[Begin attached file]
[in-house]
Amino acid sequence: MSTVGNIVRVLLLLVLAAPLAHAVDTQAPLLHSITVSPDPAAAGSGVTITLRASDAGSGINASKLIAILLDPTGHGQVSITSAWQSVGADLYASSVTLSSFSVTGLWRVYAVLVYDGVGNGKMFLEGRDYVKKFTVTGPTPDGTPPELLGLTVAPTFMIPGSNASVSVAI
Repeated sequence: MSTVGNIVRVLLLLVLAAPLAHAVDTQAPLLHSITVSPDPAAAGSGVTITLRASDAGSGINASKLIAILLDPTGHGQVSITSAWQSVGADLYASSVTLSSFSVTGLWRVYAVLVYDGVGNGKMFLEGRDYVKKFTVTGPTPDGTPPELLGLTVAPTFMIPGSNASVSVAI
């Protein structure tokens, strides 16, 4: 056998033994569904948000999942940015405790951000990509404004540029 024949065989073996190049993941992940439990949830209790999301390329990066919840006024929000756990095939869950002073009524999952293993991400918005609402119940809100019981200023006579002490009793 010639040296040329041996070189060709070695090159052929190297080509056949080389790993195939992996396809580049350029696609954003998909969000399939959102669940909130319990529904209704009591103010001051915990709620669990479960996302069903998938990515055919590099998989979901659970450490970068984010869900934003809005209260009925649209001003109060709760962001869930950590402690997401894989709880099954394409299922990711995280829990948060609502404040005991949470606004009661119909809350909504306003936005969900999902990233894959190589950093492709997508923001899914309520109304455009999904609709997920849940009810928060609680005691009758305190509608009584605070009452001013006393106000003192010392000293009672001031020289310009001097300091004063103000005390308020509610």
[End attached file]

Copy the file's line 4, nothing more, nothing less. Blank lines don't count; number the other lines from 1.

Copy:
């Protein structure tokens, strides 16, 4: 056998033994569904948000999942940015405790951000990509404004540029 024949065989073996190049993941992940439990949830209790999301390329990066919840006024929000756990095939869950002073009524999952293993991400918005609402119940809100019981200023006579002490009793 010639040296040329041996070189060709070695090159052929190297080509056949080389790993195939992996396809580049350029696609954003998909969000399939959102669940909130319990529904209704009591103010001051915990709620669990479960996302069903998938990515055919590099998989979901659970450490970068984010869900934003809005209260009925649209001003109060709760962001869930950590402690997401894989709880099954394409299922990711995280829990948060609502404040005991949470606004009661119909809350909504306003936005969900999902990233894959190589950093492709997508923001899914309520109304455009999904609709997920849940009810928060609680005691009758305190509608009584605070009452001013006393106000003192010392000293009672001031020289310009001097300091004063103000005390308020509610």